In true Pistons fashion, Detroit picked maybe the most boring lottery pick of all time. It’s nothing against Kennard, but he was never going to be a cornerstone for the Pistons franchise. He had a phenomenal 2016-17 season at Duke but his ceiling was only so high and there were players with much more potential still on the board when he was selected. With that being said, Kennard had a respectable first three seasons in the NBA and made a jump from 9.7 points to 15.8 points from years two to three only to get hurt and play 28 games in 2019-20.
One of these days the Pistons might be good again, but Kennard will be a high-level role player at best on a good NBA team, not a star.
Grade: B | It’s not an exciting pick, but Kennard has been a respectable NBA player the last three seasons.
Picks: Bam Adebayo (No. 14)
The two players taken last and second to last in the lottery have become a major part of the definition of the draft. One is Mitchell, the other is Bam Adebayo. Adebayo has been everything you want out of a lottery pick: impactful since day one, improves every year and is healthy. He’s played in at least 69 games every season since being drafted, gone from 6.9 points per game as a rookie to 16.1 points, 10.3 rebounds and 5.1 assists in year three and has played 221 games already.
Adebayo is now the focal point of Miami’s future. He’s arguably the best player on the team and will be the guy to guard the best player on every team he plays for a long time. That’s great value out of a top-five pick, much less the 14th overall pick.
Grade: A+ | Bam is one of three all-stars in this draft and the most important player on the Heat roster.
Picks: Justin Patton (No. 16), Jordan Bell (No. 38)
On draft night, Justin Patton was traded, along with Jimmy Butler, to the Timberwolves for Kris Dunn, Zach LaVine, and Lauri Markkanen. Considering Butler didn’t spend much time in the Twin Cities, the Bulls won this trade. It looks like LaVine wants out of Chicago, but Markkanen is certainly part of a young group of players Chicago has gotten from the draft in recent years. And even though LaVine is no longer happy, he’s turned into a high-level scorer in Chicago.
In a side-by-side comparison, Markkanen, who was drafted 7th overall in 2017, is a much better player than both Patton and Bell. He’s sixth in points, fifth in points per game and fifth in rebounds out of this draft class. Chicago hasn’t been great since the Derrick Rose days, but Markkanen has certainly been a positive presence for the Bulls.
Grade: A- | This is one of those times when the two names above aren’t actually representative of the Bulls draft class, but what they walked away with was very solid.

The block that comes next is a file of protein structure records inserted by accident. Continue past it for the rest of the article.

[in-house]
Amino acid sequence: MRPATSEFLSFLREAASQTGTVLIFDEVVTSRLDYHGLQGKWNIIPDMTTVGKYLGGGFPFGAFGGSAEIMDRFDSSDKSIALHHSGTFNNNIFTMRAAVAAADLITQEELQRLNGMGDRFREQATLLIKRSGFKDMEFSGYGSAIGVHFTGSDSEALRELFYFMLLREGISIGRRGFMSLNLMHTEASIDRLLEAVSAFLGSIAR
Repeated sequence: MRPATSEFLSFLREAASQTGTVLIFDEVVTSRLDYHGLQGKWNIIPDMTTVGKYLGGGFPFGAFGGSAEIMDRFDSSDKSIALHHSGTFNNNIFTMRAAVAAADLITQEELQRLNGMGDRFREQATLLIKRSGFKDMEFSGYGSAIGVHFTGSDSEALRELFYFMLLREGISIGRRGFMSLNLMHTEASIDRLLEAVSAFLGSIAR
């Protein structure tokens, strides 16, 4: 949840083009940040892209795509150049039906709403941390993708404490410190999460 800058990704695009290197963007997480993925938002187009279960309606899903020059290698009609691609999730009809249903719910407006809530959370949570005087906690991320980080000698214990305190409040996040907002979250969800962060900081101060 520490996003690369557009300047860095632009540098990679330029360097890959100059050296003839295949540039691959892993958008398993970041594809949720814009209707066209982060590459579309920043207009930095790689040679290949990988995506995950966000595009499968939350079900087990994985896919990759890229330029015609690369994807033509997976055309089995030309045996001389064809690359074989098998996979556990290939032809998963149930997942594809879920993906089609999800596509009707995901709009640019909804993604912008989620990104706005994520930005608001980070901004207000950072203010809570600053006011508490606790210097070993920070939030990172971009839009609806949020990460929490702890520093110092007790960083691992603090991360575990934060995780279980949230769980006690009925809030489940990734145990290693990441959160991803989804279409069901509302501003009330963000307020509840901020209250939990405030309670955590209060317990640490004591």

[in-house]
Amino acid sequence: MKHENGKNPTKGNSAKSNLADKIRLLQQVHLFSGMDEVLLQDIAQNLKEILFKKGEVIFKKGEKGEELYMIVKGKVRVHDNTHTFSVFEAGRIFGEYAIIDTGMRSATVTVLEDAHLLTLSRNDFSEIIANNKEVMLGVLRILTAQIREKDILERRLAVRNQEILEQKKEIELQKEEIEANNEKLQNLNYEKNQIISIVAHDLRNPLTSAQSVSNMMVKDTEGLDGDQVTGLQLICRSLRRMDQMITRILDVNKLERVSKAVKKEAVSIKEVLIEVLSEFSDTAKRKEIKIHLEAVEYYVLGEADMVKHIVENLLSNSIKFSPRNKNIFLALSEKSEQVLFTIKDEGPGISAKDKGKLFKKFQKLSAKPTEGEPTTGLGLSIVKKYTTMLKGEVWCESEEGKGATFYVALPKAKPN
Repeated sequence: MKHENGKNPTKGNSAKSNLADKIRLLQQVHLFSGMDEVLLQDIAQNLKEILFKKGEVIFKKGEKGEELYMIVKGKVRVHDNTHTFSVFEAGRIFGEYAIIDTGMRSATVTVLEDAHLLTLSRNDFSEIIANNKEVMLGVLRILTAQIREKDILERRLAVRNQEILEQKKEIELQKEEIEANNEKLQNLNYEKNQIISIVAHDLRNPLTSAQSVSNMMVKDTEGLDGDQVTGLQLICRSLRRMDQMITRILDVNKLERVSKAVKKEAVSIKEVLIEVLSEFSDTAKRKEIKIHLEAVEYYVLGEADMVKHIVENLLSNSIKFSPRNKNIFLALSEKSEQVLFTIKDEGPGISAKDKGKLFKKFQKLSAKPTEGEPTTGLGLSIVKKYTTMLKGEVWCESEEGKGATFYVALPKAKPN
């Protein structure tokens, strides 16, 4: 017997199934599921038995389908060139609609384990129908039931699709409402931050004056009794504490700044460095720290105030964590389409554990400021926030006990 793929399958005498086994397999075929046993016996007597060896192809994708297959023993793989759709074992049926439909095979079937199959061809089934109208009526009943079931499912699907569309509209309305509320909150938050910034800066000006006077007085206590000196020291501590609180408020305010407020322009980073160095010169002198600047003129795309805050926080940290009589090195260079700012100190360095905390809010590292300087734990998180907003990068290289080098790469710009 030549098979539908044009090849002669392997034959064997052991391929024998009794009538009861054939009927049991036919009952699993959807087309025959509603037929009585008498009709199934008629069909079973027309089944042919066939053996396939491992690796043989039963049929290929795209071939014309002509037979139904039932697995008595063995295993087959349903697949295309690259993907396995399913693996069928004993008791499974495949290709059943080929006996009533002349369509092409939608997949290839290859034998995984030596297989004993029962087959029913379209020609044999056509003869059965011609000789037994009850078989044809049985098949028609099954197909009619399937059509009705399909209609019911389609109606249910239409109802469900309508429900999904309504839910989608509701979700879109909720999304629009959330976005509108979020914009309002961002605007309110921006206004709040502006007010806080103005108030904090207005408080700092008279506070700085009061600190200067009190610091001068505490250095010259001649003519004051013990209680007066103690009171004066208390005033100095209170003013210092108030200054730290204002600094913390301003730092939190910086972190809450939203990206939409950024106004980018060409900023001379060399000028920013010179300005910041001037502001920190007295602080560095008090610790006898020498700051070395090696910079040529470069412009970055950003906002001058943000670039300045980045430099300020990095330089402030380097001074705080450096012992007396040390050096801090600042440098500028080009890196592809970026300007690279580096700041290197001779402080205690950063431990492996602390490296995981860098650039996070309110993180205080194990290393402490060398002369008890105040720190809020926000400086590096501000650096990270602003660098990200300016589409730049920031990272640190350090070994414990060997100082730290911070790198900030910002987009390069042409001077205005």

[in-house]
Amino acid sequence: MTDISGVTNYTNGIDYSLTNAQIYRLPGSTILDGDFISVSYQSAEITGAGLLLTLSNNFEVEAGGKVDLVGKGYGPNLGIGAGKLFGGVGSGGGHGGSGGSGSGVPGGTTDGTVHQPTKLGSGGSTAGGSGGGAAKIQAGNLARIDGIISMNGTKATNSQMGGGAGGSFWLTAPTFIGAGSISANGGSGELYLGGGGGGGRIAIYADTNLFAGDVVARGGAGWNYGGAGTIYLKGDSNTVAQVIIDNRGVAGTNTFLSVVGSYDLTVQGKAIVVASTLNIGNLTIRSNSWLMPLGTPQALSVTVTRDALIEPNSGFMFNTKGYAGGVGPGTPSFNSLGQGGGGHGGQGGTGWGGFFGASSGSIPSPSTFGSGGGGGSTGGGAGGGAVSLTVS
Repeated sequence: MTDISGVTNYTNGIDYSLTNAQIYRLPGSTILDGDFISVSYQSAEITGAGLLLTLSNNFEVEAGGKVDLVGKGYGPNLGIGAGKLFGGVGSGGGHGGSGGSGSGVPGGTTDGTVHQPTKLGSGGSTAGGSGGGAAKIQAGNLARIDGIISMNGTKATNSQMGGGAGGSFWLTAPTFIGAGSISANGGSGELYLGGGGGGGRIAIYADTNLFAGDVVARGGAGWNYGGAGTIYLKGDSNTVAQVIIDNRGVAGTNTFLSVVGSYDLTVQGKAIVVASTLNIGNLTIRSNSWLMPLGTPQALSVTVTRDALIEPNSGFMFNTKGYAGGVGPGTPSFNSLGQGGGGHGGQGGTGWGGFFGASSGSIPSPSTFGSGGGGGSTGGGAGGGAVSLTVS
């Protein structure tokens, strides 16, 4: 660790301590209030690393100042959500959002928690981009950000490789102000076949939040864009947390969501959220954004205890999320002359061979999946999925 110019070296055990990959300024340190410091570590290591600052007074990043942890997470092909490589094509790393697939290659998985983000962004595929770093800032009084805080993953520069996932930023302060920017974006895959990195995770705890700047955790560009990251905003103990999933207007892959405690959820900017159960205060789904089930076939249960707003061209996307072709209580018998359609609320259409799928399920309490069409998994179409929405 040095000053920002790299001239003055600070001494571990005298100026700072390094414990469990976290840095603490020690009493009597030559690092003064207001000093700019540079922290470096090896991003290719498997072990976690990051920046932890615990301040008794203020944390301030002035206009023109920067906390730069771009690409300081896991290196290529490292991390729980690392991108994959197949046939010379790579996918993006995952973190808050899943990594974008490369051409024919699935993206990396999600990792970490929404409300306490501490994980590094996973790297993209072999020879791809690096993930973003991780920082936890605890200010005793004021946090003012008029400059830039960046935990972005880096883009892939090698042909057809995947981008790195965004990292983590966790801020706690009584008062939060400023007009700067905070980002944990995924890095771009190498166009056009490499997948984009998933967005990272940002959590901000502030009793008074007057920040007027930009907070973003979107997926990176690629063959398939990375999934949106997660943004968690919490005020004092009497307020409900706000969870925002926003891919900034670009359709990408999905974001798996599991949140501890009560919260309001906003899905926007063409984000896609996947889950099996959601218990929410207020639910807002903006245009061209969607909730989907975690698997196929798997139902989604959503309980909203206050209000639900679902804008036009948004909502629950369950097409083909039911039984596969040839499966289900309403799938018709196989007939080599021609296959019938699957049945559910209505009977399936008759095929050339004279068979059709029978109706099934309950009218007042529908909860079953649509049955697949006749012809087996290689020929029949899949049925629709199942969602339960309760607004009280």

Picks: TJ Leaf (No. 18), Ike Anigbogu (No. 47)
The Pacers drafted two UCLA players in 2017 and neither player has been good in the NBA. Anigbogu only played in 14 NBA games. While Leaf is still on Indiana’s roster, he’s only averaging 8.6 minutes per game for his career and has never averaged more than 3.9 points per game. His 16.3 points and 8.2 rebounds per game in his single season at UCLA have not translated to the NBA.
Grade: C- | It never turns out well when a team drafts multiple players from the same team. This is another example.
Picks: John Collins (No. 19), Tyler Dorsey (No. 41), Alpha Kaba (No. 60)
John Collins might be the highest value pick in the 2017 NBA Draft. He’s fifth in points, third in points per game and third in rebounds as the No. 19 overall pick. He, alongside Trae Young, has become a central piece of the Hawks rebuild. He averaged 19.5 points and 9.8 rebounds in his second season and, after serving a 25-game suspension for violating the league’s anti-drug policy, improved to 21.6 points and 10.1 boards in 41 games in 2019-20.
Dorsey appeared in 21 games for Memphis in 2018-19, but was not on an NBA roster in 2019-20. He signed a contract through 2022 with Maccabi Tel Aviv and averaged 9.9 points on 38.9% shooting from deep for the club in 2019-20.
Grade: A+ | The story here is Collins. He and Trae Young could be good in Atlanta for a long time.
Picks: Jarrett Allen (No. 22), Kyle Kuzma (No. 27), Aleksander Vezenkov (No. 57)
Kyle Kuzma was traded on draft night along with Brook Lopez in a trade that sent D’Angelo Russell to Brooklyn. Allen has been a starter since halfway through his rookie season, averaging 10 points and 7.8 rebounds for his young NBA career. He’ll be a part of a Nets team that fancies winning a championship with Kevin Durant and Kyrie Irving in 2020-21.
Grade: A- | Allen leads this draft class in rebounds and is second in field goal percentage.
PIcks: OG Anunoby (No. 23)
If Collins isn’t the highest valued player relative to his pick in the draft, then Anunoby might be, or at least he might end up being the highest valued. Anunoby didn’t benefit from Kawhi Leonard’s arrival in Toronto. He started 62 games as a rookie and 67 in year three but only started six games in Kawhi’s only year with the Raptors. Anunoby is the best defender on an elite defensive team and is a big reason why Toronto is a title contender again in 2019-20.
Grade: A | Give it a couple more years and this grade will be an A+.
Photo by: Erik Drost / Wikimedia Commons